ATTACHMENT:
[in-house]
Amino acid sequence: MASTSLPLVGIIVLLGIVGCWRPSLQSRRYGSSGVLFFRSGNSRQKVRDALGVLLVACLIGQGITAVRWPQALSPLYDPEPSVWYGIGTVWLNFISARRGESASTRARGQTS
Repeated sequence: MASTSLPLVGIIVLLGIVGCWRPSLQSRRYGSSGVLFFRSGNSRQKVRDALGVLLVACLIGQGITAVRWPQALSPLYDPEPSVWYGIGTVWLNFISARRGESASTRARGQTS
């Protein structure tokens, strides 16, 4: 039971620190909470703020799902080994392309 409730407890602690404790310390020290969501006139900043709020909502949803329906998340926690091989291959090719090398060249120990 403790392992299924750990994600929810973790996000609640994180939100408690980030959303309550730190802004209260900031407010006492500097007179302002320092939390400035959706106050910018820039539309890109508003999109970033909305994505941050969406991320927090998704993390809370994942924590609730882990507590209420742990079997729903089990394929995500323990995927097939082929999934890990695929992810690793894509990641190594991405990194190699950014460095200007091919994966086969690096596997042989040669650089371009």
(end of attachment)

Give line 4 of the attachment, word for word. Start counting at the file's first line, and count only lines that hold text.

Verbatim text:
């Protein structure tokens, strides 16, 4: 039971620190909470703020799902080994392309 409730407890602690404790310390020290969501006139900043709020909502949803329906998340926690091989291959090719090398060249120990 403790392992299924750990994600929810973790996000609640994180939100408690980030959303309550730190802004209260900031407010006492500097007179302002320092939390400035959706106050910018820039539309890109508003999109970033909305994505941050969406991320927090998704993390809370994942924590609730882990507590209420742990079997729903089990394929995500323990995927097939082929999934890990695929992810690793894509990641190594991405990194190699950014460095200007091919994966086969690096596997042989040669650089371009």